Part of the “My Prescription” series
Yes, I’m bored already as well, and I apologize in advance. I especially feel bad as I just read “What White People Like,” and it is much more entertaining than tax reform (and it described me well. I have several New Balance sneakers). But in order for “My Prescription” series to move forward I must talk tax reform. Here goes.
Let’s first lay out the current situation. If you receive insurance through your employer both you and your employer will not pay any taxes on the money put toward the insurance (totaling $208.6 billion). Cool!
But if you buy insurance on your own you pay for that insurance with post-taxed money. Not so cool and I would add that it seems unfair, doesn’t it?
Let’s do the numbers:
The average subsidy totals $2,778 per employer sponsored employee.
In firms where half of the employees earn less than 10.43/hour (low income) the subsidy is $2,268 per employee.
In firms where more than half make more than $23.07/hour (high income) the subsidy is $3,283 per employee, that’s 45% higher.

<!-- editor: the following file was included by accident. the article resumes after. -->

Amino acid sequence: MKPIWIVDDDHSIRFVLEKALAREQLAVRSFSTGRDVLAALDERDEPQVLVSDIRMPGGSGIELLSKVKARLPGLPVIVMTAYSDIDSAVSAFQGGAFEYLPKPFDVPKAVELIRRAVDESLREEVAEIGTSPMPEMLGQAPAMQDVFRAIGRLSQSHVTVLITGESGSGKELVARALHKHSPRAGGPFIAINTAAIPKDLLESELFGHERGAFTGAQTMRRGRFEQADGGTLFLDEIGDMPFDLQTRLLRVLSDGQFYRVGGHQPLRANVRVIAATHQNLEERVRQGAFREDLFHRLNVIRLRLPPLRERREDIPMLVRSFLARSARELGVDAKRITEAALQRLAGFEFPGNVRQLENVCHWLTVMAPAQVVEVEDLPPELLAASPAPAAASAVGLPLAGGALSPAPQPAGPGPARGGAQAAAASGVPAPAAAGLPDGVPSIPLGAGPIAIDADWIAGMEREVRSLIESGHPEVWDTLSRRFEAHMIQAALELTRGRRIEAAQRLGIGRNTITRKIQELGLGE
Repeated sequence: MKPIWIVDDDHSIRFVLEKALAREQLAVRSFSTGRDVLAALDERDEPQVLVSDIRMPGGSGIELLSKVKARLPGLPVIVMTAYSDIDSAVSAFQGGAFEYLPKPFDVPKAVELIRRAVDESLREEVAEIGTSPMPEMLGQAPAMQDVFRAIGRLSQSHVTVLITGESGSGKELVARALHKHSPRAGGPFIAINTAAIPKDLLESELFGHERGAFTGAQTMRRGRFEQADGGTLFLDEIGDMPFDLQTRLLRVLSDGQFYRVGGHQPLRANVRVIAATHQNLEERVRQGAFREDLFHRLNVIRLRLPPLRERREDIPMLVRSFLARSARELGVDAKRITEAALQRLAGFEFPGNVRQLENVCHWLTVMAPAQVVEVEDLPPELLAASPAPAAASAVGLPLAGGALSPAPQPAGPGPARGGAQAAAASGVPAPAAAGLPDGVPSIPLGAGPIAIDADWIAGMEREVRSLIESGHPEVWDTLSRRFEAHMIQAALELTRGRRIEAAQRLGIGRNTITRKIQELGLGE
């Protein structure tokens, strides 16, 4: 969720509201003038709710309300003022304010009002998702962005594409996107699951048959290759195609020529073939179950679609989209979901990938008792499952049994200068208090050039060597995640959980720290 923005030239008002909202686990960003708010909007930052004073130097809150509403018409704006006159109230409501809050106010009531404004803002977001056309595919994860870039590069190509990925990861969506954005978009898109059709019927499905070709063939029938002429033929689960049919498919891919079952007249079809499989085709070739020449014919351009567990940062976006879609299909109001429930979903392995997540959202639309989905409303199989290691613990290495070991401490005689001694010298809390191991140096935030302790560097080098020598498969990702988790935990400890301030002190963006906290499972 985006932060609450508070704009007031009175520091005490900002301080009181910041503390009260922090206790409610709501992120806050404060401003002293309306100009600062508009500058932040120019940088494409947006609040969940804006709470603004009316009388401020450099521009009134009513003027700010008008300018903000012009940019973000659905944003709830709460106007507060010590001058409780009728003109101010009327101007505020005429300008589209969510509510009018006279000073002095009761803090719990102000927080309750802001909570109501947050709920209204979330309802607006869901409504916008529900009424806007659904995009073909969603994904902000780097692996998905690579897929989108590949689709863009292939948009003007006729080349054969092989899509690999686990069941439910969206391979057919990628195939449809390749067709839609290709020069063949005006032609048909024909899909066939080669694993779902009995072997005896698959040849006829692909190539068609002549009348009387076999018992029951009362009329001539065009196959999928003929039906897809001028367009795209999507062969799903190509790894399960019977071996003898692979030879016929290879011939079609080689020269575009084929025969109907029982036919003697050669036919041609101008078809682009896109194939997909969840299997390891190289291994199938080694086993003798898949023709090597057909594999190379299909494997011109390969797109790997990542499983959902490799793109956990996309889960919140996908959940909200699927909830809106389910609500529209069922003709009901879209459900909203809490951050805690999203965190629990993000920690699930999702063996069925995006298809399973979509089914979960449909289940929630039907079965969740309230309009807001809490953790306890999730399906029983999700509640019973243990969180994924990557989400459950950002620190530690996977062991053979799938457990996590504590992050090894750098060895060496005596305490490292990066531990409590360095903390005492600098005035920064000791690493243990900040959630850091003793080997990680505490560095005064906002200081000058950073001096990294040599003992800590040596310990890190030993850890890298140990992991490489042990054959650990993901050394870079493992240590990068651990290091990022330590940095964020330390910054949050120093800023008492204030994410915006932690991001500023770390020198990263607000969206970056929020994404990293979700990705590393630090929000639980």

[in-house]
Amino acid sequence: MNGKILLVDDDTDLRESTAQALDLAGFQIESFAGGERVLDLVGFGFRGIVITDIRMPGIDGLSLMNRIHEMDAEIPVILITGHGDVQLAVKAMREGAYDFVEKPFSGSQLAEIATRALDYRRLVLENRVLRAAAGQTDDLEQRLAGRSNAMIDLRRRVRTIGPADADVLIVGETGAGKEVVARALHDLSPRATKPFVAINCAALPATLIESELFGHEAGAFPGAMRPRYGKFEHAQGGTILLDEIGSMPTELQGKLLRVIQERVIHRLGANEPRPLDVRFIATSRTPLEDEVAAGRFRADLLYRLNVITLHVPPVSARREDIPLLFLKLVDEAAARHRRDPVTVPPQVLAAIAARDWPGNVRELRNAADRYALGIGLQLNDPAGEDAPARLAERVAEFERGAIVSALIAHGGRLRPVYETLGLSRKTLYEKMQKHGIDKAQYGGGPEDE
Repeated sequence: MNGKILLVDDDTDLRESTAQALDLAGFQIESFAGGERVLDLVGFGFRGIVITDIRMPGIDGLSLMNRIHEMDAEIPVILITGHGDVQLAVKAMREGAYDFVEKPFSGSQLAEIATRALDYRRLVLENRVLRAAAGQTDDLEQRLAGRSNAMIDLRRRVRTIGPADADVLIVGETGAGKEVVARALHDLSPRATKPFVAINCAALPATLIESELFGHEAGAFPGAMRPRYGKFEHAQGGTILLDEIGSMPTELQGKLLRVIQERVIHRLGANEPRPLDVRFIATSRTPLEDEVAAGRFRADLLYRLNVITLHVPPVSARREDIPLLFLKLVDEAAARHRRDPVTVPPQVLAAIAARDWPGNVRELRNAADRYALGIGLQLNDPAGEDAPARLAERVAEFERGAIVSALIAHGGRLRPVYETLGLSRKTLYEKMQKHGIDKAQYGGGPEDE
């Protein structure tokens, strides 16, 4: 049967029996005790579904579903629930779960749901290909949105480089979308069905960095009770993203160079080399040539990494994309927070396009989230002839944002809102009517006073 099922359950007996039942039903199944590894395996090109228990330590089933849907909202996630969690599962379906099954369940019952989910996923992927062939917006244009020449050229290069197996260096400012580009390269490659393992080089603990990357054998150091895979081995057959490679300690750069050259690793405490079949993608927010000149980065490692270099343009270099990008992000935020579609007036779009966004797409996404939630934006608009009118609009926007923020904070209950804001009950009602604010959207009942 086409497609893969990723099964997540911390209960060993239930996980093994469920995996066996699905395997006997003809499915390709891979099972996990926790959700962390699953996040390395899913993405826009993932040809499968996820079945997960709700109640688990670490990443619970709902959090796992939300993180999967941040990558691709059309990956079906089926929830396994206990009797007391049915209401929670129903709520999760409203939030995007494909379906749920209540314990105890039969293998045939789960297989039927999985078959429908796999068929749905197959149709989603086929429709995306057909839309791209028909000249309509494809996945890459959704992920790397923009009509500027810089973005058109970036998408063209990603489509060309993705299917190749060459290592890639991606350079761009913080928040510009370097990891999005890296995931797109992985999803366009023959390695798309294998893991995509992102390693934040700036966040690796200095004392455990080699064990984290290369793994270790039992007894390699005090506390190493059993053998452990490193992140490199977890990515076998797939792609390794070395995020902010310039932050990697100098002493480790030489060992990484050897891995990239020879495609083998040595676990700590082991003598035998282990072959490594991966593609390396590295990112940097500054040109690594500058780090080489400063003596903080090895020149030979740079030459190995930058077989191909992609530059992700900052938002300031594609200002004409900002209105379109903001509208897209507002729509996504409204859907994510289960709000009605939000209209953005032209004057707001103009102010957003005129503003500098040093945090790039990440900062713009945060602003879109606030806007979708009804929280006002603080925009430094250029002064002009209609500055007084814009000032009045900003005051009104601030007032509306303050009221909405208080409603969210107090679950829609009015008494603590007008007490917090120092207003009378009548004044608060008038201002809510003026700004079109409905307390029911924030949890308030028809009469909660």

A different analysis in 2004 puts the subsidy for families earning over $100,000 received a tax subsidy of $2,780 where families earning between $40,000 and $50,000 received a subsidy of $1,448. And for those earning less than $10,000 the subsidy totals $102.
So the more you make the greater the handout for health insurance. And we wonder why the poor have a hard time getting insurance. Not only do they have to buy the same insurance with less income, but they get less help (if any at all) than the rich do. That’s some good policy!
So I suggest getting rid of the tax deductible insurance policy and change that in for refundable, advanceable, and assignable tax credits based on income. So the people who need more help getting insurance will get it and those that don’t need the help will get a bit less. Now I still want to encourage employers to kick in for insurance. It seems silly to lose their help by removing their carrot, so I would still offer a tax break to employers to kick in funds, but the employees’ contribution would come from the tax credit based on income (and employer contribution), not pre-tax dollars.
This adjustment will provide a more equitable tax policy. Add that to the tax exchanges and removing the employer from sponsorship of health insurance you now have a foundation that we can build upon. Next time we will build.